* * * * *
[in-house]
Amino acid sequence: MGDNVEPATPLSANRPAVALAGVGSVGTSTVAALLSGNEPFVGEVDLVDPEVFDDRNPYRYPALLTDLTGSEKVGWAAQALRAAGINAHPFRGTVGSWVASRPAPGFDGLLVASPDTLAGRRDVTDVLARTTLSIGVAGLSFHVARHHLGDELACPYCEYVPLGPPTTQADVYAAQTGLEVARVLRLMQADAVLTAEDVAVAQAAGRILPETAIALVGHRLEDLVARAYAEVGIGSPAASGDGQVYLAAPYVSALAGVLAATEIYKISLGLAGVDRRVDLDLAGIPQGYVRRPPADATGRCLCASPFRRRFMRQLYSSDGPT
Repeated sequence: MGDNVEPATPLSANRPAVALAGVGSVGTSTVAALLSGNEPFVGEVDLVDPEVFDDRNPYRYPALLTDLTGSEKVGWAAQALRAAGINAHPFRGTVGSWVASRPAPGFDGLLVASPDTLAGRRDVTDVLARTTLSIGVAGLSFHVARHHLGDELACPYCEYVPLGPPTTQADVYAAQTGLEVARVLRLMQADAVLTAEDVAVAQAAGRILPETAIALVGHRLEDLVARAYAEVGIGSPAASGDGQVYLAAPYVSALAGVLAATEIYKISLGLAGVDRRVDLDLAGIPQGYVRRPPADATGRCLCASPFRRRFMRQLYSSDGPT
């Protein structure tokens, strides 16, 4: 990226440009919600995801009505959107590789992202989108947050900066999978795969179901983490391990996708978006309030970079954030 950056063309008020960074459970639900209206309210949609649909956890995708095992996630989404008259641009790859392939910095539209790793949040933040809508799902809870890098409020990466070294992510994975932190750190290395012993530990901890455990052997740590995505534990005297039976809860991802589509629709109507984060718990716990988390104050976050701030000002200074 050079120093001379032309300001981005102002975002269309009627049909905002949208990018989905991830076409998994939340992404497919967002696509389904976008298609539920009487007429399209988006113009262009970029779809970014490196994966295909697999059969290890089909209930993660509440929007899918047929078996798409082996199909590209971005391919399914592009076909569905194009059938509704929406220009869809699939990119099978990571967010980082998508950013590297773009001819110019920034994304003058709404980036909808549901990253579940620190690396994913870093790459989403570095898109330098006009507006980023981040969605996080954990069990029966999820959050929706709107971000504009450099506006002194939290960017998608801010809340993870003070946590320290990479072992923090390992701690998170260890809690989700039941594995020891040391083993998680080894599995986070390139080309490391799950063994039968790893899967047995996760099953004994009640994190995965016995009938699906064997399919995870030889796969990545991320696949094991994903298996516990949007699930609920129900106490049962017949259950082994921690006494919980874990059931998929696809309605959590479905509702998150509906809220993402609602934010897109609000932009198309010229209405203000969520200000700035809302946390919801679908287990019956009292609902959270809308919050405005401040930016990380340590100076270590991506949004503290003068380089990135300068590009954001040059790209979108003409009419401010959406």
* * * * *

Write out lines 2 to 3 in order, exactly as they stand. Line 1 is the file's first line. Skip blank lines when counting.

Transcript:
Amino acid sequence: MGDNVEPATPLSANRPAVALAGVGSVGTSTVAALLSGNEPFVGEVDLVDPEVFDDRNPYRYPALLTDLTGSEKVGWAAQALRAAGINAHPFRGTVGSWVASRPAPGFDGLLVASPDTLAGRRDVTDVLARTTLSIGVAGLSFHVARHHLGDELACPYCEYVPLGPPTTQADVYAAQTGLEVARVLRLMQADAVLTAEDVAVAQAAGRILPETAIALVGHRLEDLVARAYAEVGIGSPAASGDGQVYLAAPYVSALAGVLAATEIYKISLGLAGVDRRVDLDLAGIPQGYVRRPPADATGRCLCASPFRRRFMRQLYSSDGPT
Repeated sequence: MGDNVEPATPLSANRPAVALAGVGSVGTSTVAALLSGNEPFVGEVDLVDPEVFDDRNPYRYPALLTDLTGSEKVGWAAQALRAAGINAHPFRGTVGSWVASRPAPGFDGLLVASPDTLAGRRDVTDVLARTTLSIGVAGLSFHVARHHLGDELACPYCEYVPLGPPTTQADVYAAQTGLEVARVLRLMQADAVLTAEDVAVAQAAGRILPETAIALVGHRLEDLVARAYAEVGIGSPAASGDGQVYLAAPYVSALAGVLAATEIYKISLGLAGVDRRVDLDLAGIPQGYVRRPPADATGRCLCASPFRRRFMRQLYSSDGPT